106 - REFININGEurotank, HamburgDetails of TankageCapacity-Metric Tons BarrelsRun-down tanks
11,120Storage tanks 108,476683,400
Europflische Tanklager- und Transport A.G.
Location: Just southeast of the Neuer Petroleumhafen which is on the north side ofthe Elbe River in the western part of Hamburg. Numerous petroleum terminalsare located in this vicinity.Maps and Plans: Layout plan, page 108. Flow diagrams, pages
Locationshown on map on pages 246,347-24aPhotographs,
pages 107, 110,
Description: Annual capacity: 400,000 metric
The rated capacity is
barrels daily of East Texas crude oil or similar oils in balanced operation.However, actual capacity, according to Winkler Koch Engineering
whodesigned the plant, is
barrels daily of East Texas crude in balancedoperation; and up to 11,000 barrels daily of other crudes in operations whenhigh gasoline yields are not sought.From a mixture of East Texas and Mid-Continent crude, the following yieldsare obtained when running somewhat above the guaranteed capacity of
barrels per day:Gasoline - 390-400° E.P. - 10 lb. Reid Vapor Pressure. . 65$ by Vol.Kerosene or Light Gas Oil 10$ « «Pliel Oil (lighter than Bunker C) 20$
"Gas Loss 5$ «
The refinery originally started up on a mixture of Mid-Continent and EastTexas crude
It has since used Rumanian crude and residues,Coastal U.S.A.
Mexican crude and naphthas, German crude, and other crudes, topped
and straight run naphthas.This refinery was completed in 1935 and though designed by Winkler KochEngineering Co. all the materials were made in Germany except a few hot oil
instruments, control valves, and other incidentals which came from theUnited States. Among the German refineries it is second only to the RbenaniaOssag's Harburg refinery in capacity.Processing equipment consisted of a combined skimming, cracking, and reforming unit. All the heat for topping is obtained entirely by heat exchange.In this topping operation the crude first went through heat exchanger and intoa crude debutanizer, operating at up to 50 pound pressure, where a lightstraight run gasoline was flashed off. Then through additional heat exchangerinto a crude flash tower, operating at approximately atmospheric pressurewhere an overhead stream of a heavy straight run gasoline, and two side '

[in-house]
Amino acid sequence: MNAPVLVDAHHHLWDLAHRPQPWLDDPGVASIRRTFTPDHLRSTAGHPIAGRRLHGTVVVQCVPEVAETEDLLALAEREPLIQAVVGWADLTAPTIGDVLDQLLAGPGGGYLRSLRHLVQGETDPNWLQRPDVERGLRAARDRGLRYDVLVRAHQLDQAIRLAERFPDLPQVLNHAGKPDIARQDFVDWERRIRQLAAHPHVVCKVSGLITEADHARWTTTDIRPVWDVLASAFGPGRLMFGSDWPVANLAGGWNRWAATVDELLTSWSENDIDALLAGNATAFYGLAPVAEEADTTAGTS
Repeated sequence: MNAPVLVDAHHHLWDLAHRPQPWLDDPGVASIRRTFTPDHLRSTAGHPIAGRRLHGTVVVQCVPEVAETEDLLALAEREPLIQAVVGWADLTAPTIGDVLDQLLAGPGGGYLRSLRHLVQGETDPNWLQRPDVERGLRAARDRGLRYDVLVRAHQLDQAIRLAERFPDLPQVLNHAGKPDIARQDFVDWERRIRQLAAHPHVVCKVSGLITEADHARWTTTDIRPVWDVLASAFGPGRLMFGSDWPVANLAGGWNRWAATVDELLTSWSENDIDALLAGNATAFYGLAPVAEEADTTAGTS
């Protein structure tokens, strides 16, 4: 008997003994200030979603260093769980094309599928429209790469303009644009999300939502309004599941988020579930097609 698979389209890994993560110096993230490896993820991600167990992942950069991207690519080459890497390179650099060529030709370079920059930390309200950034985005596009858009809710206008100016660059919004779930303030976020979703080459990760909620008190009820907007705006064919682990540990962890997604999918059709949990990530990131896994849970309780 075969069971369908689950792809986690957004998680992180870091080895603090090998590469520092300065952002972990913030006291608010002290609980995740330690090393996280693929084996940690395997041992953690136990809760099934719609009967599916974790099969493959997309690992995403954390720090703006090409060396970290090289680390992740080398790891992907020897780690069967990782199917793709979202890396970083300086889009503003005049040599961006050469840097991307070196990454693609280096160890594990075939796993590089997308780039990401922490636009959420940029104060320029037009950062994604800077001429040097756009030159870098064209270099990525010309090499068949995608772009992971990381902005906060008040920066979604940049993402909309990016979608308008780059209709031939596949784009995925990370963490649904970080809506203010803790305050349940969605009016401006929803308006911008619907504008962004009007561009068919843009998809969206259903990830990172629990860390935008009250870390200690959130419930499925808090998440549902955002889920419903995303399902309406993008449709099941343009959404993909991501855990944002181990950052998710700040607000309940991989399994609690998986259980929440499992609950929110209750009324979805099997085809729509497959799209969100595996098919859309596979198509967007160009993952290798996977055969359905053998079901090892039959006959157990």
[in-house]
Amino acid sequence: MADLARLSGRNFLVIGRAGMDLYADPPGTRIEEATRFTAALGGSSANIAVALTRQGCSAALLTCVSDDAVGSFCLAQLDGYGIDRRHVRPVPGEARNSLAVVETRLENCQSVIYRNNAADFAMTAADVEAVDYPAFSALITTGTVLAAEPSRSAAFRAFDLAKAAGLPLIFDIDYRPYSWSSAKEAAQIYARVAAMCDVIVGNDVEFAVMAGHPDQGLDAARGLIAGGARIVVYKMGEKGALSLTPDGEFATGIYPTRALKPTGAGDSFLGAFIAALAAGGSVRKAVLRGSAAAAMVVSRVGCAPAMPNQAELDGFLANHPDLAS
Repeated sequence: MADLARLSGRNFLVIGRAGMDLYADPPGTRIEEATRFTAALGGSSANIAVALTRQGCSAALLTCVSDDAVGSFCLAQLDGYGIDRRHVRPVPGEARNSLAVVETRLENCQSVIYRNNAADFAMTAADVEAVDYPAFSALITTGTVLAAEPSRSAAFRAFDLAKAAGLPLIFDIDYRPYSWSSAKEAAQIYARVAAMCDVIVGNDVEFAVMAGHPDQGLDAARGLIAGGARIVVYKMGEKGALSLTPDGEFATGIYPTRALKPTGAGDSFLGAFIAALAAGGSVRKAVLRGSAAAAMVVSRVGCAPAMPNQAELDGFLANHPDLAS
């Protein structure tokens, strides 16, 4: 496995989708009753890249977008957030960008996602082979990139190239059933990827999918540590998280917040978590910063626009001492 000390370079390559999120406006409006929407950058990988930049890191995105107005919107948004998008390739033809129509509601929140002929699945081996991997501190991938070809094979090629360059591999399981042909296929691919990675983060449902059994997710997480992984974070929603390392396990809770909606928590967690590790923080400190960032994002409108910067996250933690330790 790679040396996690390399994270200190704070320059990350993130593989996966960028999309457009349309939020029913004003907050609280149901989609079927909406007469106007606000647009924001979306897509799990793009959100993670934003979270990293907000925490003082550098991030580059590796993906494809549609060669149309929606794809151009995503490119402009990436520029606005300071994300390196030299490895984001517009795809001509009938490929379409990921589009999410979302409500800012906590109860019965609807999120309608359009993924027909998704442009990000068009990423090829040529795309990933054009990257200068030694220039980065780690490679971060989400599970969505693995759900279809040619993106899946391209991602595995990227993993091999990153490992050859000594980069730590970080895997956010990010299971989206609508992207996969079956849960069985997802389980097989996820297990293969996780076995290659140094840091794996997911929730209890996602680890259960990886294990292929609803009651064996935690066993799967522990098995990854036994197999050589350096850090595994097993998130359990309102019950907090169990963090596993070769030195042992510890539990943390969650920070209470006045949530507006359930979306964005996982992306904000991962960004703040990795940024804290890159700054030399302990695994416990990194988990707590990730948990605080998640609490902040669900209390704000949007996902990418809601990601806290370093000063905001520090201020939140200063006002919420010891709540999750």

one of kerosene and one of diesel gas oil, were removed. A total ofabout 50 per cent overhead could be taken from East Texas crude. The bottomsthen went directly to the vapor separator of the cracking still where theyacted as quench oil and where heavier gas oils were distilled out of them.The bottoms from the vapor separator went to a vacuum
where a highmelting point pitch was produced. Some of this pitch was sold for asphalt.The penetration, melting point, etc., of pitch could be rather well controlled.Ordinarily, however, it was cut back with a non-viscous diluent from the sidestream of the cracking still bubble tower and sold as residual fuel oil.